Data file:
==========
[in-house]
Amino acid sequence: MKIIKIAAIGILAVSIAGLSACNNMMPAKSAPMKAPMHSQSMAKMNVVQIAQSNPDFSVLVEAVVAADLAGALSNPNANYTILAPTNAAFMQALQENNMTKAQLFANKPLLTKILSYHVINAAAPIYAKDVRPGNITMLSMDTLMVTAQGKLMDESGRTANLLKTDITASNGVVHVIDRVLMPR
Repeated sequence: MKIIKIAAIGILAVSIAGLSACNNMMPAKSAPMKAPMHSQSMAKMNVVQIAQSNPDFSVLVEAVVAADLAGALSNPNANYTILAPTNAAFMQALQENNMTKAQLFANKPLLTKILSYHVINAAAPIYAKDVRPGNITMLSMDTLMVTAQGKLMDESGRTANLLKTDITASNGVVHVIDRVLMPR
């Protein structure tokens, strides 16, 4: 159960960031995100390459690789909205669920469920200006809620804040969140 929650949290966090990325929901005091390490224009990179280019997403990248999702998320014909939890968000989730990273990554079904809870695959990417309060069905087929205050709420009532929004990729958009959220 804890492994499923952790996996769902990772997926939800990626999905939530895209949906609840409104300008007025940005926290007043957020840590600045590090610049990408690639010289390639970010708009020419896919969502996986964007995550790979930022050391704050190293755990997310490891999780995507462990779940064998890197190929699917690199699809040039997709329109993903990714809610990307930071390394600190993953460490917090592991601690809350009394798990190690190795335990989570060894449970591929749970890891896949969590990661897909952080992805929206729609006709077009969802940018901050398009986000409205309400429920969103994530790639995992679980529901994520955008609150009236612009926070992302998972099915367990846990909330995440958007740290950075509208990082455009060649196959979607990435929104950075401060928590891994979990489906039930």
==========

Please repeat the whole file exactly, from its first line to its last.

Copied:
[in-house]
Amino acid sequence: MKIIKIAAIGILAVSIAGLSACNNMMPAKSAPMKAPMHSQSMAKMNVVQIAQSNPDFSVLVEAVVAADLAGALSNPNANYTILAPTNAAFMQALQENNMTKAQLFANKPLLTKILSYHVINAAAPIYAKDVRPGNITMLSMDTLMVTAQGKLMDESGRTANLLKTDITASNGVVHVIDRVLMPR
Repeated sequence: MKIIKIAAIGILAVSIAGLSACNNMMPAKSAPMKAPMHSQSMAKMNVVQIAQSNPDFSVLVEAVVAADLAGALSNPNANYTILAPTNAAFMQALQENNMTKAQLFANKPLLTKILSYHVINAAAPIYAKDVRPGNITMLSMDTLMVTAQGKLMDESGRTANLLKTDITASNGVVHVIDRVLMPR
């Protein structure tokens, strides 16, 4: 159960960031995100390459690789909205669920469920200006809620804040969140 929650949290966090990325929901005091390490224009990179280019997403990248999702998320014909939890968000989730990273990554079904809870695959990417309060069905087929205050709420009532929004990729958009959220 804890492994499923952790996996769902990772997926939800990626999905939530895209949906609840409104300008007025940005926290007043957020840590600045590090610049990408690639010289390639970010708009020419896919969502996986964007995550790979930022050391704050190293755990997310490891999780995507462990779940064998890197190929699917690199699809040039997709329109993903990714809610990307930071390394600190993953460490917090592991601690809350009394798990190690190795335990989570060894449970591929749970890891896949969590990661897909952080992805929206729609006709077009969802940018901050398009986000409205309400429920969103994530790639995992679980529901994520955008609150009236612009926070992302998972099915367990846990909330995440958007740290950075509208990082455009060649196959979607990435929104950075401060928590891994979990489906039930």